The role of a server technician involves installing, maintaining, and troubleshooting server systems. This can include equipment relating to the internal network used within an office or facility, as well as servers that communicate with the Internet.
A server can carry out a variety of functions, such as handling email storage and traffic, storing files and databases, hosting applications. and managing printers.
Although servers typically function quietly in the background, they are essential for the productivity of any organization or business as they store a significant amount of data and keep employees online.
There are many similar job titles related to being a server technician, such as server engineer, server administrator, data center technician, Internet technician, IT support technician , and network support technician. Although these titles are sometimes used interchangeably, they may vary with regard to the specific duties, management level, expertise, and salary associated with each role.
Depending on the employer, the scope of a server technician role can range from managing the server system for a school, office, or business, all the way up to overseeing the rows of servers housed in data centers for tech companies such as Microsoft, Google, or Amazon.
Some server technicians work full-time to oversee the server systems of a particular business or organization. Other server technicians operate on a contract basis, and are called in periodically to repair, upgrade, or replace existing systems.
The role of a server technician is varied, and the specific job description largely depends on the place of work.
Typical duties may include:
- Installing servers (including archiving data and switching to a new system)
- Building and configuring servers into new networks
- Maintaining and upgrading servers
- Troubleshooting server and computer network issues
- Running security and vulnerability scans
- Upgrading hardware and software
- Resolving server-related customer support problems
Installing a server involves selecting a system or building one from scratch, configuring it, and integrating it with an existing network. In some cases, this entails transitioning from an outdated server to a new one, in which case a server migration will be necessary. The server technician may also need to install hardware, software, and operating systems.
To avoid disruption to the company’s operations, a server technician may need to come in after normal business hours to perform the replacement. Once the existing data is archived and a new server is installed, the technician tests it to make sure it works properly and conforms with the specifications of the network. This can also involve ensuring that the environmental conditions in the server room are set at an appropriate temperature and humidity.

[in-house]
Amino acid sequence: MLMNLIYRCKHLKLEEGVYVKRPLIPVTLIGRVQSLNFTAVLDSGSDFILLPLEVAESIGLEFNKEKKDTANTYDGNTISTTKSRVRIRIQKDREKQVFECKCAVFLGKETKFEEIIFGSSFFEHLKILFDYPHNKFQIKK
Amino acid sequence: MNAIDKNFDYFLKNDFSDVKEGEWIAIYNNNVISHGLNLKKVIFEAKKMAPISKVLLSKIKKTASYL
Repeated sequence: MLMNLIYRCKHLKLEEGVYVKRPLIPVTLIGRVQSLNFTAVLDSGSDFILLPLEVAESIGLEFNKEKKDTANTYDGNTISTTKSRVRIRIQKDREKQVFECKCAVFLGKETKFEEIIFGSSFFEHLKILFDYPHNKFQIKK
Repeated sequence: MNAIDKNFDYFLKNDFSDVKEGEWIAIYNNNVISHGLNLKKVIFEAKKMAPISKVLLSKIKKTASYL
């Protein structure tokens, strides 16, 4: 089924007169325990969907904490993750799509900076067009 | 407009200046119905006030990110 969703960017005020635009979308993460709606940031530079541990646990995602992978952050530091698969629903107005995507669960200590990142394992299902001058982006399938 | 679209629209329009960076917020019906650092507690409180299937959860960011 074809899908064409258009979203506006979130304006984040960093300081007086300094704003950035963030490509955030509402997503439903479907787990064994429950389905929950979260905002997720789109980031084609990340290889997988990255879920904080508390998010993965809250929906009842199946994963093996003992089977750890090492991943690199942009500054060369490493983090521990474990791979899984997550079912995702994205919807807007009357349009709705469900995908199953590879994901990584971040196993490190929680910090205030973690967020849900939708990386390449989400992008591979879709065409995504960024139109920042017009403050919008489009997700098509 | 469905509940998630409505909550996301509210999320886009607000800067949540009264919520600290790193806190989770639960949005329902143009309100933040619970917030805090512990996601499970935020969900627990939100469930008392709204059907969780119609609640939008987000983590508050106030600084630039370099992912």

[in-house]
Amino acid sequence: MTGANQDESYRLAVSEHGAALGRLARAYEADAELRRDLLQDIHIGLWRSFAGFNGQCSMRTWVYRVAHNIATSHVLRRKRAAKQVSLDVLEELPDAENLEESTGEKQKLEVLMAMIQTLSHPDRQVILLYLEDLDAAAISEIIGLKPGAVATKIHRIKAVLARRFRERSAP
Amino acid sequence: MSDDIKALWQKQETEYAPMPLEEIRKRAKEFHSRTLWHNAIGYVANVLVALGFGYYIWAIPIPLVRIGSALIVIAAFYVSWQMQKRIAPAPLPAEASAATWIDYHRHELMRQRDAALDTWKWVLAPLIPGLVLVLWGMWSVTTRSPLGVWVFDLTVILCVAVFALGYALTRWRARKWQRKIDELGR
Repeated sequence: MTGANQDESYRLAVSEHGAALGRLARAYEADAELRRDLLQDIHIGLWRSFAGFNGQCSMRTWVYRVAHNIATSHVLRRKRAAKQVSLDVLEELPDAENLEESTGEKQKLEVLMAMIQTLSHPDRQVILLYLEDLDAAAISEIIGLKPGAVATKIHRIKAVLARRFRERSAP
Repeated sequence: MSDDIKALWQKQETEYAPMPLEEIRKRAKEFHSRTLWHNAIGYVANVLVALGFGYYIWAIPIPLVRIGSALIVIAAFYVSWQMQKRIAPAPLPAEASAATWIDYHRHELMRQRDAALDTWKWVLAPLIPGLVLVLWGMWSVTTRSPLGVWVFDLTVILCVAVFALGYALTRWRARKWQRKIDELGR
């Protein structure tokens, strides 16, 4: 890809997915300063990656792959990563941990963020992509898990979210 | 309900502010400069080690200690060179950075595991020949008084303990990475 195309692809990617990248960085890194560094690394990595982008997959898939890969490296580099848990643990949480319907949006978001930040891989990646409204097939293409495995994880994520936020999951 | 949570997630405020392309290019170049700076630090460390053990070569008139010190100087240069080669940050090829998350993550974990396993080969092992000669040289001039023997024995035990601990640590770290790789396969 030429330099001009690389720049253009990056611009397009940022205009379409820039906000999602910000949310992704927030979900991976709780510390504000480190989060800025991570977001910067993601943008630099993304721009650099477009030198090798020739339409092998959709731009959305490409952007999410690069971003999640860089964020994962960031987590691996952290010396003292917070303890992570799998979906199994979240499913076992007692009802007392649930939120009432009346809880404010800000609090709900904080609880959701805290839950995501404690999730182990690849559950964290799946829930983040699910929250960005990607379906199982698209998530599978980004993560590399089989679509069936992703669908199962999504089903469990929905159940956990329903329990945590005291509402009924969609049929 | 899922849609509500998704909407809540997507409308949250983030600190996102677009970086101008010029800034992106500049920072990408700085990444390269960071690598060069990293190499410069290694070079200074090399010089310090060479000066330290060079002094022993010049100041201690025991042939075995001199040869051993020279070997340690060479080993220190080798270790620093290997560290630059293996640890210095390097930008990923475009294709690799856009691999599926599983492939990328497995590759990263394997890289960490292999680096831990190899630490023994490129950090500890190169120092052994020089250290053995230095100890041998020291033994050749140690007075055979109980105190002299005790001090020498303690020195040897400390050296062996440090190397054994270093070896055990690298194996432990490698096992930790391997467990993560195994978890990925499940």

Ongoing server maintenance includes routine tasks, some of which may be automatically scheduled, along with evaluations of the system to determine what needs to be upgraded and when.
When there is a problem with the server, such as a hard drive failure, a technician is always on call to fix it. This can mean coming to work late at night or working overtime to fix a problem as quickly as possible, in order to minimize the disruption to normal business operations. A server technician needs to be able to work well under pressure in tense situations where people may be expecting regular reports and updates on the progress of a repair.
Programming and coordination
A server technician may need to do some programming on the job, in addition to understanding how programs work. Depending on the information technology infrastructure, technicians frequently coordinate with other employees such as networking technicians, programmers, and customer service representatives to make sure ongoing needs are met.
Desktop and employee support
In addition to handling servers, the role of a server technician may encompass providing support for desktop computers. For example, if an employee’s PC has trouble communicating across the network, the server technician may be called in to help so that the employee does not lose Internet connectivity.
How Do I Become a Server Technician?
Education and Training
There are several educational and vocational paths for individuals who are interested in becoming a server technician. Employers often expect an associate’s or bachelor’s degree in computer science or a related technical discipline, or proof of substantial experience in the technology industry that can be applied to managing servers effectively. It can also help to have completed an internship and gained certifications in particular kinds of systems and protocols. Substantial experience in troubleshooting, technical support, and network administration is highly desirable, especially in lieu of a bachelor’s degree. Some server technicians (as well as server engineers and server administrators) have graduate degrees in their field, which is a major asset when securing a supervisory or managerial role.
Excellent communication skills, critical thinking skills, attention to detail, technical writing ability, and problem-solving skills are crucial for this line of work, as well as the requisite technical expertise and familiarity with Windows, Apple, Unix, and Linux server operating systems. A successful server technician will also understand the importance of staying up to date with the latest developments in server technology.
How Much Does a Server Technician Earn?
According to the online employment marketplace ZipRecruiter, the average salary for a server technician in the United States is $42,359 per year, although there is significant variation based on location, employer, skill level, and amount of experience. The largest number of server technician jobs (including some of the best paid) are based in California.